He could be having a panic attack of sorts or have a physical issue that is keeping him from balancing the way he used to.

Check his ears for signs of ear infection as this can cause balance problems.

Maybe his stifle doesn’t lock on that side? It’s a pretty common injury, they can sub lux the stifle in the pasture and the ligament stretches enough that it won’t catch. I’ve had a couple, we injected the ligament with iodine to thicken it up, worked in one but didn’t work on the other - he was a little wobbly in the trailer and the vet said if he was going a long distance he would need a box stall so he could lay down.


FWIW, when my mare was still barefoot and I was doing the trimming, my formerly confidently self-loader suddenly became reluctant. Since I trailer her alone, I even removed the divider (she went from “coach” to “First Class”). Still reluctant… finally we figured out that my trim job was just a few millimeters off, so her hooves were a bit higher on their medial side. Once he trimmed her, problem solved. It was around that time that I decided to put shoes on her and the problem has never happened again.

so, maybe draw your farrier’s attention to your problem and ask him to double check the trim. Can’t hurt, might help.

Check your trailer. Something underneath may be cracked or broken, a brake dragging or uneven braking, tire out of balance, varying inflation pressures between tires or wheel out of alignment on your trailer or even the rear of your tow vehicle.

Once they feel unsteady because of these things, it scares them and they tend to over react to any hint of it happening again. Maybe it’s not him, it’s your rig.

EPM? Lyme? I would get a good work up by a vet school internal medicine vet or surgeon. Show them your video.

Did you change his shoes? Are your mats slicker than they were in the summer?

“Scrambling” around turns can very often be minimized or solved as other posters have suggested, by swinging the divider over to give the horse more room, or removing it altogether.

Needless to say, careful driving is essential!

I bought a mare several years ago who rode fine a few times in my Brenderup, then started scrambling on corners. I ended up trading the trailer in for a slant load and she was happy with that.
My assessment: brender up did not allow her to get a comfortable stance. She was leaning HARD on divider, scratched outside of hock on the edge where liner stops on the wall. That divider went to w/in about 2 feet of the floor.
Could a different straight load helped? Probably, but when I took her in friend’s slant it was great so that’s just what I chose.

Physically, I’d consider cervical arthritis, it may be brewing in early stages and not causing other signs yet.
I would also try taking him for a ride in a different trailer where he can stand in different position.

He’s a scrambler, and it’s a learned behavior that is very difficult to extinguish, such as weaving or cribbing. You can haul him in a larger compartment so that he can’t lean. When he has nothing to lean on, he won’t scramble.

It’s very strange that this is a new behavior.
I had a gelding who would scramble terribly when hauled on the left side of the trailer, but was 100% fine when on the right side. We started putting him only on the right side and the problem went away.

My second horse started similar behaviour when he was 10 or 11. Giving him more space so he could widen his stance meant he didn’t have to lean on the wall/divider any more, which meant he didn’t lose his balance when a turn pushed him off the wall.

My current horse started acting odd in the trailer - leaning on the back, bracing his legs and stuff last year. Tried giving him more room, but he stood on the trailer and shook until the divider was swung back. Quite by accident we discovered that giving him 5 or 10 minutes to stand on the trailer before we pulled out solved the problem completely. Now I wait until he shifts his feet after loading before we go. Once he’s comfortable moving his feet on the trailer he’s fine. He self loads too and has had no issues going in.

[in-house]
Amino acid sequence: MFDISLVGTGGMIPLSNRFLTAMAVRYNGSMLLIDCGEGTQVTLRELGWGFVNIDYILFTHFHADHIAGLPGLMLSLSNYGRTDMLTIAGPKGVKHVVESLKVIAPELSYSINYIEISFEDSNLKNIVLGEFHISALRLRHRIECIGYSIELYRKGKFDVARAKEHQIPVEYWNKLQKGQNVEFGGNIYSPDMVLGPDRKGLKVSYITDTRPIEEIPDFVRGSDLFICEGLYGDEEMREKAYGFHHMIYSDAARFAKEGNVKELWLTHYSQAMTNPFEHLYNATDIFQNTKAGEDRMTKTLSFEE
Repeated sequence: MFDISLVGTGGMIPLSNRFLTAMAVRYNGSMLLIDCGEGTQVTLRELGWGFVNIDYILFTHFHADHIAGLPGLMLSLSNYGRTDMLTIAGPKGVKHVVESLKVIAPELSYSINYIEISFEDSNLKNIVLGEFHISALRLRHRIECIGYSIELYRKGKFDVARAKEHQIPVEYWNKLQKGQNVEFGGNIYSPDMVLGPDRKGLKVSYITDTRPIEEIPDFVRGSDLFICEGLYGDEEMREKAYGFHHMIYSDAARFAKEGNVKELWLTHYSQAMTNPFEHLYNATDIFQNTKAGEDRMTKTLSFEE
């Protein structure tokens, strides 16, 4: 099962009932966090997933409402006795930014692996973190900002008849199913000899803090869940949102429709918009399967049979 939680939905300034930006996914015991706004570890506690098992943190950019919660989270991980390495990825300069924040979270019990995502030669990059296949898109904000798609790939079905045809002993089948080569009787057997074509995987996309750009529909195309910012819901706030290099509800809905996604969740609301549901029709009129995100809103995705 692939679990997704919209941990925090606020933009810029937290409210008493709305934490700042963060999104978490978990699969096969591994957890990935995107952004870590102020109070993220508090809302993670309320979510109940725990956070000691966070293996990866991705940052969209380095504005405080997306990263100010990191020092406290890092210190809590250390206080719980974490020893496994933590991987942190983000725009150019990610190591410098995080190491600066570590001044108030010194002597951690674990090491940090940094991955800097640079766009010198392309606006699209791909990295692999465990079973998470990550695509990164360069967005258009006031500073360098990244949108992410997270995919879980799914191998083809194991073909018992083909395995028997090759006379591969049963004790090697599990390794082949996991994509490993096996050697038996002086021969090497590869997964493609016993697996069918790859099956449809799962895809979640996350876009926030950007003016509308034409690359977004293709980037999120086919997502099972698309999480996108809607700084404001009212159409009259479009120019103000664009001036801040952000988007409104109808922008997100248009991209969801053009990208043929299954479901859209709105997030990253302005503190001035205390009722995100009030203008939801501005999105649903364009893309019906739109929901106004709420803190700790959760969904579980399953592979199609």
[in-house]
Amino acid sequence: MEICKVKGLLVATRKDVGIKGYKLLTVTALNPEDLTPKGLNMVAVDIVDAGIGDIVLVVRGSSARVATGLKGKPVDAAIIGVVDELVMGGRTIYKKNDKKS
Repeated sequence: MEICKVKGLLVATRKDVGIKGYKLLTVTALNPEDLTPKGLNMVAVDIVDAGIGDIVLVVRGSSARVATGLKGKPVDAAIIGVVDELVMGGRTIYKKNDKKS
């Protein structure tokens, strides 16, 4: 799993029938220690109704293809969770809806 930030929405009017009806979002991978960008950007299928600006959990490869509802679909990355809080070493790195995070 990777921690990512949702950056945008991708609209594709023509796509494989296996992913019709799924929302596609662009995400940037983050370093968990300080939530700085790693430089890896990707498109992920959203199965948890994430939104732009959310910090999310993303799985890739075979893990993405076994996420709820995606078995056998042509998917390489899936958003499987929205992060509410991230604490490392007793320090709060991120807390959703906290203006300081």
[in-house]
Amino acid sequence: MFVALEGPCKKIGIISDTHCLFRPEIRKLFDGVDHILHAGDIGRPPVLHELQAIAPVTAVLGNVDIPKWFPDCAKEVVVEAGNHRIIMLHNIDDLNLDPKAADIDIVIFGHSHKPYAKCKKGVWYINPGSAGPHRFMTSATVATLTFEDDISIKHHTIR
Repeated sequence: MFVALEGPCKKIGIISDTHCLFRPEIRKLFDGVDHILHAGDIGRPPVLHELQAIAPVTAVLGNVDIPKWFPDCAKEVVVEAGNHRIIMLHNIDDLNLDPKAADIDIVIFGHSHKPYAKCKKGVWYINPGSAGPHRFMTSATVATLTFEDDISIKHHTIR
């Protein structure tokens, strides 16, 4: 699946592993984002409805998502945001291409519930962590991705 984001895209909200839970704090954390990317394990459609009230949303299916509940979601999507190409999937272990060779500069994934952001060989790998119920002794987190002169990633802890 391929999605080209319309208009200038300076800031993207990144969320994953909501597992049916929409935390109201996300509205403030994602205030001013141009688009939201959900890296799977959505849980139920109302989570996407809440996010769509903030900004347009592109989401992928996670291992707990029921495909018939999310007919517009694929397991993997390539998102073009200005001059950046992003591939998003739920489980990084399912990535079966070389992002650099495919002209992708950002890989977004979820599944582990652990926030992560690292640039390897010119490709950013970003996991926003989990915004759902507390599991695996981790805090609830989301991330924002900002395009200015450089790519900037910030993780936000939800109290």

If he is leaning he then cannot spread his legs. If you have cushions they lean and squish the cushion and can’t spread their legs.

I have a diagram about removing the cushions and replacing with ski bars if you are interested.

Thos syops the hips going over to the side so as they xan spread their legs.

Another horse I had was not a scrambler but he did scramble one day to a ODE.

He also went through a showjumping fence with only one rail without even trying to jump.

Then each time we went out showjumping he pulled a rail.

One treatment from a chiropractor I trusted and he was jumping clear again.

Mine does this and it is incredibly frustrating.

We lost the entire season last year after we got to NJHP and I opened the trailer to find what looked like a scene from dexter… he had peeled off one of his front shoes (with his other front hoof) and jammed the clip into his foot in so many places there was a pool of blood on the floor and blood EVERYWHERE from where he was flinging it around.

For those who suggested sliding the divider over - I wouldn’t do that again. We lost 7 months out of the 2013 season when I tried that and he decided he would turn himself around to unload in the little tiny space it left. It was so fast I couldn’t stop it. He got himself a roachback/ hunter bump and well over a thousand dollars worth of chiro/acupuncture/vets visits after that.

He travels perfectly with his best buddy or in a big rig (4h or more) or in slant load.

It is purely psychological - He can go in the 2h straight load with his best friend and he will not move a muscle, happy as a clam. Alone on a (literally) 10 minute ride he got himself worked up into a full body lather on a 15 degree day last week.

It’s a damn shame because this horse has the potential to be a real star if only I could take him someplace without him trying to murder himself on the way.

I went straight to ear infection too but I’m not so sure that’s it.

Have you tried different trailers? He “feels” like he wants to be set up differently, at an angle or in a stock, maybe backward. It’s like he wants to lean one way but he can’t. If it’s a learned behavior maybe a different set-up would help?

I have no experience with EPM/thelike so I can’t say much toward that but if what I said didn’t help I would be looking at that.

Can you do a little drive with him on the wrong side of the trailer?

It looks like he doesn’t want to touch the divider, so won’t lean on it. I wonder if you stick him in the wrong side of the trailer if he’ll suddenly have problems with left turns.